I Am Shelby Lynne turns 20 this year, and in the years since I first heard it shortly after its release it has rarely been far from my computer. It was one of the first albums I downloaded from Napster (along with Radiohead’s Kid A) and I have an official CD copy somewhere, but this is one of those albums that’s always lived on a hard drive for me.
It made an immediate impression on me and the reason for that is simple: good songwriting and a believable, aching voice out front. But there’s more, quite a bit of which resides in producer Bill Botwell’s sound. He creates a sort of Dusty In Memphis for the digital age, with drum loops all around and a studio edge, but there are sonic touches that pay homage to so many sounds of the past: the Spectorish strings and snare heavy drum breaks of “Your Lies,” for example. Or the way the strings flutter like the butterfly wings Shelby mentions in “Gotta Get Back.”
Listening to “Leavin'” and “Dreamsome” the Dusty Springfield reference seems obvious now, and Shelby cemented her link to Springfield with the 2008 release Just A Little Lovin’, an album of Springfield covers. The Memphis Bottrell creates for Shelby isn’t the real Memphis, it’s the stuff of legend and mythology. But Shelby Lynne herself brought the realness: by the time she recorded I Am Shelby Lynne she’d already been part of the country music scene for ten years and had six albums under her belt.
Despite all those years of playing by the rules of the country music industry, Lynne had little to show for it by the mid 1990s. She went to Palm Springs, California to record I Am Shelby Lynne and Bottrell encouraged her to be more personal in her songwriting. The results showed what a great songwriter she was. On “I Thought It Would Be Easier” she finds a favorite shirt belonging to her ex and tosses out the lines “Does she like blue like I do/I bet she gets around.” Sad and catty, the line cuts hard and reveals the pain behind the flip attitude.
Bill Bottrell was already known for giving Sheryl Crow a signature sound on Tuesday Night Music Club and he did the same for Shelby Lynne. So much so that Lynne’s newfound songwriting confidence and the studio touches made I Am Shelby Lynne that rare thing in the music business–a reset. The album was like Shelby’s debut and although may were confused by her Grammy win for Best New Artist, she was a new artist in every sense of the word.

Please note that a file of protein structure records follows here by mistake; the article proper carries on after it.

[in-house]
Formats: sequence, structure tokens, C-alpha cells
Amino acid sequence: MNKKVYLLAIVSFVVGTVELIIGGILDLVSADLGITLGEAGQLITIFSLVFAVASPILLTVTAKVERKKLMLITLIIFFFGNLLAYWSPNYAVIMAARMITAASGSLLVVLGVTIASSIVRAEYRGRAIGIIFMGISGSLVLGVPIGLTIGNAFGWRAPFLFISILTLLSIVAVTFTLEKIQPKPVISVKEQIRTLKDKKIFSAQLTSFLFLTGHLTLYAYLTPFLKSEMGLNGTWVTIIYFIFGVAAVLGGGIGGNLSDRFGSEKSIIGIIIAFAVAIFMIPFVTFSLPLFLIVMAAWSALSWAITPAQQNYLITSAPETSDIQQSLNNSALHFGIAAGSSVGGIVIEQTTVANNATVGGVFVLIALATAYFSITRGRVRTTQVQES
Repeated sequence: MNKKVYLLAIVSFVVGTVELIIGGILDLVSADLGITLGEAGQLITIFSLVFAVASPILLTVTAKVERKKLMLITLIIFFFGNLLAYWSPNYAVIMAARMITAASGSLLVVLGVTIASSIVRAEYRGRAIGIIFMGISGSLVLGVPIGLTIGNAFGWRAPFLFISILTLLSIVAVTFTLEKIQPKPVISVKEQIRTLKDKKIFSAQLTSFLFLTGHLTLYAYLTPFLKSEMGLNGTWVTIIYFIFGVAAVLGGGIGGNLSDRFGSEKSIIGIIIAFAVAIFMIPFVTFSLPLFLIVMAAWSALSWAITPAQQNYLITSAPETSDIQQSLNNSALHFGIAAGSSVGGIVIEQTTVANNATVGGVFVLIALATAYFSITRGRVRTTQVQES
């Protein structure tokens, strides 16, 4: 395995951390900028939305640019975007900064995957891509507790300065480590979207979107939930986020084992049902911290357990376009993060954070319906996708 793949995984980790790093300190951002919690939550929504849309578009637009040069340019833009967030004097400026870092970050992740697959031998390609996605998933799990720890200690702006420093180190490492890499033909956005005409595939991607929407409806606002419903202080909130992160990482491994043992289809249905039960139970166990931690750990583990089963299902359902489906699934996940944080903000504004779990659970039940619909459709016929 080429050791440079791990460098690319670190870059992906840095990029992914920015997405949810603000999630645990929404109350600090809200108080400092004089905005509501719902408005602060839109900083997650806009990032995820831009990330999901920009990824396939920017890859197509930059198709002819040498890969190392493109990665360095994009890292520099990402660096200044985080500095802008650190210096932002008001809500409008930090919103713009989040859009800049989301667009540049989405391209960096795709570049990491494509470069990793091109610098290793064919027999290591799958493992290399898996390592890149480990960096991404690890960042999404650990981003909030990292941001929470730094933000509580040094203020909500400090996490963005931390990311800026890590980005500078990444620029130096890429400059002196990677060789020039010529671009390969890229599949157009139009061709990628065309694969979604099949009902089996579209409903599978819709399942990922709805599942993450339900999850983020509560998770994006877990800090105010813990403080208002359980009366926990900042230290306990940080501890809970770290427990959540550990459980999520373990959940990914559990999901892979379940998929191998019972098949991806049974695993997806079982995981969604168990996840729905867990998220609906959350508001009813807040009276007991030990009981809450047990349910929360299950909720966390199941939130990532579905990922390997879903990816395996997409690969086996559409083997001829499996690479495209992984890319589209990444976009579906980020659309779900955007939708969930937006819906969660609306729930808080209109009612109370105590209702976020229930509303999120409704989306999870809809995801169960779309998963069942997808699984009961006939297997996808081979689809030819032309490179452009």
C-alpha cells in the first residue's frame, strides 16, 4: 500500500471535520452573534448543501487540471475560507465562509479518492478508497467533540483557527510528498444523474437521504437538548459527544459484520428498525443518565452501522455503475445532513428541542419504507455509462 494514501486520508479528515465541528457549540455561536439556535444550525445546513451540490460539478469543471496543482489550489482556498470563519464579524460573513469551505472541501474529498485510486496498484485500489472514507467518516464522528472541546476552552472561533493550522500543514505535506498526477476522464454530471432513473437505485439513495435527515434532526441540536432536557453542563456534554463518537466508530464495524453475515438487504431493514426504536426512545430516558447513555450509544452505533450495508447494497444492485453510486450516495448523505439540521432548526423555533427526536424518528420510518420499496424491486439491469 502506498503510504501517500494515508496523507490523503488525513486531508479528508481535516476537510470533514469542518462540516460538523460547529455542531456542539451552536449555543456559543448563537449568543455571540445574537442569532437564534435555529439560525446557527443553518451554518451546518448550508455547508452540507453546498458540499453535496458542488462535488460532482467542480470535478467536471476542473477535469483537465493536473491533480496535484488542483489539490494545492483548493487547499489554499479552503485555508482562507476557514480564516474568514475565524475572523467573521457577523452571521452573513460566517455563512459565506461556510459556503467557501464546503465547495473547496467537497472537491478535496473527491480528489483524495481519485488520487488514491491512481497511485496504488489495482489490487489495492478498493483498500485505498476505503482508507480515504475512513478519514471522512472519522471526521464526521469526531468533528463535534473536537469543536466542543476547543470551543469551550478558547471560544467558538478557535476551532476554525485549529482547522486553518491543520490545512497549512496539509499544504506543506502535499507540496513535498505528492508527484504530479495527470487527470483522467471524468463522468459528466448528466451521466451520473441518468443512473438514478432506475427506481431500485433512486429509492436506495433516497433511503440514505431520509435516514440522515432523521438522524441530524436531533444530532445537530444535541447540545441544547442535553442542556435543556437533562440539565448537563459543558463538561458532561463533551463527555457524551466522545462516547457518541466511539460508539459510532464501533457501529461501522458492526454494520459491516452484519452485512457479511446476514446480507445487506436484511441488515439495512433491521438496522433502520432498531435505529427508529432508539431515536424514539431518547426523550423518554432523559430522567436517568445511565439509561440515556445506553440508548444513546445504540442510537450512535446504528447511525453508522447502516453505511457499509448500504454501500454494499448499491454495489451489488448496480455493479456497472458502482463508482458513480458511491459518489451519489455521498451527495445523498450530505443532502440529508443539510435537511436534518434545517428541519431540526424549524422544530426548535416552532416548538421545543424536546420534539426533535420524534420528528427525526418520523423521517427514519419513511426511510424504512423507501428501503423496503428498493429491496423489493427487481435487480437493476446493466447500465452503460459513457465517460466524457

Shelby Lynne was just one in a line of women songwriters and performers who started in country music but had to move into a different lane in order to have successful careers in the music business. Shania Twain, Taylor Swift and Kacey Musgraves all come to mind, and there are many more besides.
I Am Shelby Lynne is a near perfect album and it proved predictably difficult to follow up. Lynne worked with rock producer Glen Ballard on her next album, Love, Shelby and though the songs were still good, the sound didn’t measure up to its predecessor. Ballard was coming off his work with Lisa Marie Presley on her debut album and he provided a similar sound for Shelby. Love Shelby was released in 2001, while Lisa Marie’s album sat in the vaults until it was released in 2003.
Shelby Lynne went back to doing what she wanted to do in 2003 releasing Identity Crisis and Suit Yourself and taking on her own production moving forward. Her albums since Love Shelby have been all about songwriting and performing with very little frills. I Am Shelby Lynne turned out to be the reset Shelby had been working toward, pointing the way towards her best work.
Related: Tony Joe White Lived It and Wrote It